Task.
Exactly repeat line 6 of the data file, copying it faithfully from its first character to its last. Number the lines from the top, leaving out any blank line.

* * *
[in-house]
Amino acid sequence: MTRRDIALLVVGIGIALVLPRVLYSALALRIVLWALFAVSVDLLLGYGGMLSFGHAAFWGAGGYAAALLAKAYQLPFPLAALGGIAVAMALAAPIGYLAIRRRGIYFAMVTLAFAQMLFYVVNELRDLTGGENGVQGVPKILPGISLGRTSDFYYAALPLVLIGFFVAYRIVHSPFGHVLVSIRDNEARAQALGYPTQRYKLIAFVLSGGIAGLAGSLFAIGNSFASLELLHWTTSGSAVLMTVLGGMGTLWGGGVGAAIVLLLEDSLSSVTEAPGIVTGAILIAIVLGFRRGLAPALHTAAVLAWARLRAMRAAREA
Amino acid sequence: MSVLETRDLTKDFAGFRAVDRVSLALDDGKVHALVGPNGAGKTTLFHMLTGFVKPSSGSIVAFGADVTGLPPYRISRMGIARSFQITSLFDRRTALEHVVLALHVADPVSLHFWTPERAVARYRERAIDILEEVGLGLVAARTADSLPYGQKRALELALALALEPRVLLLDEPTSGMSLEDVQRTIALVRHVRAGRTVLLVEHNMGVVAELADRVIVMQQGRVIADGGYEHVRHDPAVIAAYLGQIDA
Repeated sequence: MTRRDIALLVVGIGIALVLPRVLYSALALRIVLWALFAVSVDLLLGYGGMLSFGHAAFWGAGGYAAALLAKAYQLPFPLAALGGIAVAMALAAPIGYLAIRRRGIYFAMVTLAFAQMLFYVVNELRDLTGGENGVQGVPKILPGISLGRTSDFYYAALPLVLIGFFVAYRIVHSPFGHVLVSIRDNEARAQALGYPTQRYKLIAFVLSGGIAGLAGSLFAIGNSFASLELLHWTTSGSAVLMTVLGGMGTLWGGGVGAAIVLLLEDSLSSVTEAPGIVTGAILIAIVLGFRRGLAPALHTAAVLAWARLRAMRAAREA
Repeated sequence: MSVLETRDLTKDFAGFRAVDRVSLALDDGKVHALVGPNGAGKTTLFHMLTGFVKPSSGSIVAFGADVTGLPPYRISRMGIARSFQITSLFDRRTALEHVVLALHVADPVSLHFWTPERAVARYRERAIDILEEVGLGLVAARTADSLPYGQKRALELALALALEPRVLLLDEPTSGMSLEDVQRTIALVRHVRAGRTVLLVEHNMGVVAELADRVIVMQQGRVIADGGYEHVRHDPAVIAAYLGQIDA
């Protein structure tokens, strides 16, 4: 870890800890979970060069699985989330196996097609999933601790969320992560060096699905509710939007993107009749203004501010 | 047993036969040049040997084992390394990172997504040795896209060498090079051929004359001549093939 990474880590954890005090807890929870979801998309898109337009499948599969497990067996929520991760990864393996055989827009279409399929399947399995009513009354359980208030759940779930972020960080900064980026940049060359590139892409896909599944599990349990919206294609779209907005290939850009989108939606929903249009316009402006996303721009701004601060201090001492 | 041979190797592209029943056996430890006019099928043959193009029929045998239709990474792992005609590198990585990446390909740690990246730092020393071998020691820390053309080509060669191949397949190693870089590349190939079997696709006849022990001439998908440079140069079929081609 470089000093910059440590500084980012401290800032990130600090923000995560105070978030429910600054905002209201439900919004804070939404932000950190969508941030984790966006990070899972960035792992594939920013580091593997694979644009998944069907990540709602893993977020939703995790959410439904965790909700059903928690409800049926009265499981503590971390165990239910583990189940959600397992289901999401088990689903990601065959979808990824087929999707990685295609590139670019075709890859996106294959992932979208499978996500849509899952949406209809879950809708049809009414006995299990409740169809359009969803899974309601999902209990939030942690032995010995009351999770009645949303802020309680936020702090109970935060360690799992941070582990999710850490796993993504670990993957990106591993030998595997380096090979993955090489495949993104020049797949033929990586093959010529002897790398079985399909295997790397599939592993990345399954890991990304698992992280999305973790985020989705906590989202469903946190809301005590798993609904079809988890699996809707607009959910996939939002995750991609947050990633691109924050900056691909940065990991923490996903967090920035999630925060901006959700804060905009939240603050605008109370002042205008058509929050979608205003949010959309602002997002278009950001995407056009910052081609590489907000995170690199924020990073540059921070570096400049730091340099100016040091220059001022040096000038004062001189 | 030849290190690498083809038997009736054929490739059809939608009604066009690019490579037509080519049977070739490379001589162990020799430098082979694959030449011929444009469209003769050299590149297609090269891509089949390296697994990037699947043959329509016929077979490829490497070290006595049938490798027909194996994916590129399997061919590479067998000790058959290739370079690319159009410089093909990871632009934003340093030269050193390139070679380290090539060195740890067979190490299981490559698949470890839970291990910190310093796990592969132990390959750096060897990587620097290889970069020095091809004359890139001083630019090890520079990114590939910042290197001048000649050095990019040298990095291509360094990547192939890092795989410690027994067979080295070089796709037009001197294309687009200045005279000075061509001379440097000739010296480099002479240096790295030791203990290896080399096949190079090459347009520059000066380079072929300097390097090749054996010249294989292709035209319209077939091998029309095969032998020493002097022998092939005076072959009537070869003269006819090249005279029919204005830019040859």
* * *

């Protein structure tokens, strides 16, 4: 870890800890979970060069699985989330196996097609999933601790969320992560060096699905509710939007993107009749203004501010 | 047993036969040049040997084992390394990172997504040795896209060498090079051929004359001549093939 990474880590954890005090807890929870979801998309898109337009499948599969497990067996929520991760990864393996055989827009279409399929399947399995009513009354359980208030759940779930972020960080900064980026940049060359590139892409896909599944599990349990919206294609779209907005290939850009989108939606929903249009316009402006996303721009701004601060201090001492 | 041979190797592209029943056996430890006019099928043959193009029929045998239709990474792992005609590198990585990446390909740690990246730092020393071998020691820390053309080509060669191949397949190693870089590349190939079997696709006849022990001439998908440079140069079929081609 470089000093910059440590500084980012401290800032990130600090923000995560105070978030429910600054905002209201439900919004804070939404932000950190969508941030984790966006990070899972960035792992594939920013580091593997694979644009998944069907990540709602893993977020939703995790959410439904965790909700059903928690409800049926009265499981503590971390165990239910583990189940959600397992289901999401088990689903990601065959979808990824087929999707990685295609590139670019075709890859996106294959992932979208499978996500849509899952949406209809879950809708049809009414006995299990409740169809359009969803899974309601999902209990939030942690032995010995009351999770009645949303802020309680936020702090109970935060360690799992941070582990999710850490796993993504670990993957990106591993030998595997380096090979993955090489495949993104020049797949033929990586093959010529002897790398079985399909295997790397599939592993990345399954890991990304698992992280999305973790985020989705906590989202469903946190809301005590798993609904079809988890699996809707607009959910996939939002995750991609947050990633691109924050900056691909940065990991923490996903967090920035999630925060901006959700804060905009939240603050605008109370002042205008058509929050979608205003949010959309602002997002278009950001995407056009910052081609590489907000995170690199924020990073540059921070570096400049730091340099100016040091220059001022040096000038004062001189 | 030849290190690498083809038997009736054929490739059809939608009604066009690019490579037509080519049977070739490379001589162990020799430098082979694959030449011929444009469209003769050299590149297609090269891509089949390296697994990037699947043959329509016929077979490829490497070290006595049938490798027909194996994916590129399997061919590479067998000790058959290739370079690319159009410089093909990871632009934003340093030269050193390139070679380290090539060195740890067979190490299981490559698949470890839970291990910190310093796990592969132990390959750096060897990587620097290889970069020095091809004359890139001083630019090890520079990114590939910042290197001048000649050095990019040298990095291509360094990547192939890092795989410690027994067979080295070089796709037009001197294309687009200045005279000075061509001379440097000739010296480099002479240096790295030791203990290896080399096949190079090459347009520059000066380079072929300097390097090749054996010249294989292709035209319209077939091998029309095969032998020493002097022998092939005076072959009537070869003269006819090249005279029919204005830019040859």